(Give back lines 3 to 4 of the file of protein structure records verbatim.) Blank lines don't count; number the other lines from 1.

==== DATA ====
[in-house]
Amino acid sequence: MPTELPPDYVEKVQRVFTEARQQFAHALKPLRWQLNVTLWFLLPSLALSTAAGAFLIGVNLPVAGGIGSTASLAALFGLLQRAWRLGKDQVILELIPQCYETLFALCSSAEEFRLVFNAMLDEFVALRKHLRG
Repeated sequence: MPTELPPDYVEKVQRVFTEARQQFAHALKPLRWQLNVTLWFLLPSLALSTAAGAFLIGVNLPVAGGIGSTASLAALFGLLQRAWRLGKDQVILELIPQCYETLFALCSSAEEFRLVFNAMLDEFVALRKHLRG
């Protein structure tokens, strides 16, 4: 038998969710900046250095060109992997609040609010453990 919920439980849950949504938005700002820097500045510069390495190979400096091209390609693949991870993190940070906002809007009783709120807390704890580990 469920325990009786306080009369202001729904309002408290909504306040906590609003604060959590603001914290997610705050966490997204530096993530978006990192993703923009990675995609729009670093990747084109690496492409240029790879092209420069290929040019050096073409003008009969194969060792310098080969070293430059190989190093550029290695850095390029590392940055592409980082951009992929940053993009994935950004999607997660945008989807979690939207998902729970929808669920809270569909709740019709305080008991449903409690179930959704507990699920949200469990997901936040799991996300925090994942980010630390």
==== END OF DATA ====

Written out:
Repeated sequence: MPTELPPDYVEKVQRVFTEARQQFAHALKPLRWQLNVTLWFLLPSLALSTAAGAFLIGVNLPVAGGIGSTASLAALFGLLQRAWRLGKDQVILELIPQCYETLFALCSSAEEFRLVFNAMLDEFVALRKHLRG
């Protein structure tokens, strides 16, 4: 038998969710900046250095060109992997609040609010453990 919920439980849950949504938005700002820097500045510069390495190979400096091209390609693949991870993190940070906002809007009783709120807390704890580990 469920325990009786306080009369202001729904309002408290909504306040906590609003604060959590603001914290997610705050966490997204530096993530978006990192993703923009990675995609729009670093990747084109690496492409240029790879092209420069290929040019050096073409003008009969194969060792310098080969070293430059190989190093550029290695850095390029590392940055592409980082951009992929940053993009994935950004999607997660945008989807979690939207998902729970929808669920809270569909709740019709305080008991449903409690179930959704507990699920949200469990997901936040799991996300925090994942980010630390």